Between The Patio, and Unwinder's Tall Comics, I had kind of a false-start that I called The Unwinder Variety Hour. It's pretty embarrassing, and can be viewed here: http://www.theduckwebcomics.com/The_Unwinder_Variety_Hour/. The interesting thing about it is that it introduces both Dr. Minivan and Troy. Dr. Minivan stuck. Troy didn't.

Painburger

Painburger has only appeared a few times, and there's no reason for me to keep discussing more and more obscure characters and recently introduced characters at this point, but I'll go ahead and finish off this one.

Painburger serves almost the same purpose as Howard, except that she's more aggressive than Howard, and is specifically malicious. I see no reason to use her more often than I do, nor do I see any reason to expand on her character. She's just there to be really horrible and push people (mostly Dr. Minivan) out of their comfort zones in audacious ways.

I intended for Painburger to be male, but at some point, someone misinterpreted his gender, and I decided to just go with it, because I realized I liked that better.

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PostPosted: January 31st, 2014 03:30:14 am 
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Unwinder wrote:
Since then, Howard has developed into a low-key trickster god (Ha! "Low-Key" = "Loki"), sometimes aiding other characters without any clear motivation, and sometimes deliberately making trouble without any clear motivation.


It's odd you say that, because I can't remember any times Howard has really made trouble. I can certain remember him helping people, and I generally think of him as benevolent, just in a very vague way. Even in the latest strip, his annoying Horse-Man is an accidental byproduct of the new persona he's adopting, it doesn't feel to me like trouble-making. Like, if he does ever do 'bad' things it's a result of obliviousness.

He's a sort of slightly more likely to be helpful version of The Unity, in my mind.

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PostPosted: January 31st, 2014 04:07:37 am 
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Yeah, I think "deliberately" is probably too strong a word. There are some hints that he's sometimes at least somewhat aware that he's annoying people, like when he brings Moist Rider to life and smirks about it when Unwinder gets upset with him, and when he seems sheepish about having turned himself into a square.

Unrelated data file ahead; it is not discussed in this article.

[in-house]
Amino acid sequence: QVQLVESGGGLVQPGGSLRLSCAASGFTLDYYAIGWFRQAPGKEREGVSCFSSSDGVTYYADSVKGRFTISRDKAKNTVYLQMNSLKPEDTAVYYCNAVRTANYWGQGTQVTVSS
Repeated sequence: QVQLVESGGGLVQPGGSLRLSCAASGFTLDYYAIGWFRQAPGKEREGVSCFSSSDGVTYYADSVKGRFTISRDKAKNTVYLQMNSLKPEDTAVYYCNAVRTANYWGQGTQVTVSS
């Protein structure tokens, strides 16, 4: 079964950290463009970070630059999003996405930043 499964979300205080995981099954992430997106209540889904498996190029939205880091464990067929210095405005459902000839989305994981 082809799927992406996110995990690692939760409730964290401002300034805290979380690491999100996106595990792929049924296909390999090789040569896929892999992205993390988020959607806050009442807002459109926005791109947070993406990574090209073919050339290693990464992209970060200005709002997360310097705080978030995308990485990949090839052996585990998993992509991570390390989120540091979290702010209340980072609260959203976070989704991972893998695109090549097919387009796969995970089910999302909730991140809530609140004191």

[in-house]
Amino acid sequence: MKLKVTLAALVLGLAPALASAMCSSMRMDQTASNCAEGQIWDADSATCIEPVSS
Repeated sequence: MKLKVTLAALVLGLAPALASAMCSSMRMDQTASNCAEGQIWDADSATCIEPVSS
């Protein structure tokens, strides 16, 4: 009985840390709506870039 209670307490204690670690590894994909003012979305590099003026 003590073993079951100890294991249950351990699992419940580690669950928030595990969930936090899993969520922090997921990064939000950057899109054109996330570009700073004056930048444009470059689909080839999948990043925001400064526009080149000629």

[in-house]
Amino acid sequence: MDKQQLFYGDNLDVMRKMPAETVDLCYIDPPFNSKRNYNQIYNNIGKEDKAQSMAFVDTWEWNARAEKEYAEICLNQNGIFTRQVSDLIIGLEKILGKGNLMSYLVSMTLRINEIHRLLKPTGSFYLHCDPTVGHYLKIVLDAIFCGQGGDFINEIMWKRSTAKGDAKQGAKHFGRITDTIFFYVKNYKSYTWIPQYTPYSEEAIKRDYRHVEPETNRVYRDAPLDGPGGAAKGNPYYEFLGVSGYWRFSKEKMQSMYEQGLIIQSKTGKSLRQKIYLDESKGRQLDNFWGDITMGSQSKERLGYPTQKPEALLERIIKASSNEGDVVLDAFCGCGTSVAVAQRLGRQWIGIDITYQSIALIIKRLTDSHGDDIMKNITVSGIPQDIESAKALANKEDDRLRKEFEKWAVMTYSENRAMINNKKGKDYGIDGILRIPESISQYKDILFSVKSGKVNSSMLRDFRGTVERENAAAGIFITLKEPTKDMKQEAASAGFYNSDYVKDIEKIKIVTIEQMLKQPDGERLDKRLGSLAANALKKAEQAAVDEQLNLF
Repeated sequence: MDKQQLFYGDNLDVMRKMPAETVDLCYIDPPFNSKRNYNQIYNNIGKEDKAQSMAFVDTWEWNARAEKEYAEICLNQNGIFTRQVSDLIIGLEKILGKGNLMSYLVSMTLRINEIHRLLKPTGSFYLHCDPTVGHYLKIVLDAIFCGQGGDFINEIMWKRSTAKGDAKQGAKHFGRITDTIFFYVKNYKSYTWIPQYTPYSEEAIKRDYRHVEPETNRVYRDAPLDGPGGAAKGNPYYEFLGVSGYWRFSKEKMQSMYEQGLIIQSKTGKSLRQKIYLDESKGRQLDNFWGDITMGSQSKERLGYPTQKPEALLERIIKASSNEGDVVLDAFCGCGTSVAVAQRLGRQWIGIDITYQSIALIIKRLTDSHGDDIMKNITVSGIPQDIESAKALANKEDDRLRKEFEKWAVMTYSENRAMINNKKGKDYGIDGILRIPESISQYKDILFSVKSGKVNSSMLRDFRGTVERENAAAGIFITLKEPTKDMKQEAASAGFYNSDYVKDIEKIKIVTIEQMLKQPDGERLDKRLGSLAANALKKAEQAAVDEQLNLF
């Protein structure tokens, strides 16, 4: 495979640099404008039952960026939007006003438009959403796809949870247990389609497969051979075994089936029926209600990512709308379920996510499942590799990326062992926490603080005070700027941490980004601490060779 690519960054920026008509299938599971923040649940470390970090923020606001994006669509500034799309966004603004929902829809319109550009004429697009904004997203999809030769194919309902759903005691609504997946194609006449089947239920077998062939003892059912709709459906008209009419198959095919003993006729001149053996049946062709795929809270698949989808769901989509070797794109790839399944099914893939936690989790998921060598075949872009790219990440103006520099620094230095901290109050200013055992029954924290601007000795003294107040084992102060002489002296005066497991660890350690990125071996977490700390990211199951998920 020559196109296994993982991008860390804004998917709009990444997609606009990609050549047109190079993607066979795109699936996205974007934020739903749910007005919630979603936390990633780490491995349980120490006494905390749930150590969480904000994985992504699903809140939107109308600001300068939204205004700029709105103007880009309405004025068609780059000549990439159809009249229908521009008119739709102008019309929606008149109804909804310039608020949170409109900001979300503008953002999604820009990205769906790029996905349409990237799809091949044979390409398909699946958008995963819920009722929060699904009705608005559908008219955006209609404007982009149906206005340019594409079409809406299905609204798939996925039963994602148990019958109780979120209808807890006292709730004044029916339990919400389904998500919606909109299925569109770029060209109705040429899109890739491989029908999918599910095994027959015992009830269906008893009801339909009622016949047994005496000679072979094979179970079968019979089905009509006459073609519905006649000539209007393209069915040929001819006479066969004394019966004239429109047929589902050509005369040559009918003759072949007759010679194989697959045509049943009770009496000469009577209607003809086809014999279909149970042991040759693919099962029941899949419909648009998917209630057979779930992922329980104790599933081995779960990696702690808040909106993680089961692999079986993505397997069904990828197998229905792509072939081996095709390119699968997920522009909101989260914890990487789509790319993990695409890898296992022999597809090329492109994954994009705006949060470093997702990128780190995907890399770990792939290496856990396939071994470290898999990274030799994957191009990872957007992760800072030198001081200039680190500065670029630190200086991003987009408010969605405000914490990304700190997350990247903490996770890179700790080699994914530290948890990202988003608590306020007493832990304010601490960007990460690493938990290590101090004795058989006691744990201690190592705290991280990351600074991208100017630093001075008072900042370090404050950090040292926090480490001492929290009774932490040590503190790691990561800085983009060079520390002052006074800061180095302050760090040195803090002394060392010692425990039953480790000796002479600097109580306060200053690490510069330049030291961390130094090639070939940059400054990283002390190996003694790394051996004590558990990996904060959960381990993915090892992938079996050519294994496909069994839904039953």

I'm not sure if those touches were a good idea, but I'm reading him as lazily capricious.

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PostPosted: January 31st, 2014 04:14:58 am 
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Oh yeah, I should have said something about Amy.

Amy's hacker thing was kind of cute, but I think I went a little too far with it. I don't like it when small-scale comedies get too high-stakes. At one point, she said the FBI was looking for her, and I think that was a little too large-scale. I don't think there's too much more to get out of that one trait.

What I did really like on re-reading the archive was how often I used her as Unwinder's partner in pranking Barbecue Sauce. That was a funny concept, and when I use her in the future, I want to do more with that.

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PostPosted: February 1st, 2014 23:01:47 pm 
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Finished reading and enjoying! Your feelings about your characters never really clash with mine, except that you feel like things get played out sooner than I do (like I see what you mean about Spondulio, but I think he only barely started to get monotonous to me when you were already writing about how played out you thought the concept was getting). I feel like I get tired of predictable things in comedy pretty quickly compared to most people, so maybe the fact that you’re even more wary about that than I am is one of the reasons I like your comic!


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PostPosted: February 1st, 2014 23:03:16 pm 
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oh yeah, I was also going to ask if The Patio is somewhere online, because I’d be interested in seeing it


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PostPosted: February 2nd, 2014 00:37:59 am 
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Here we go!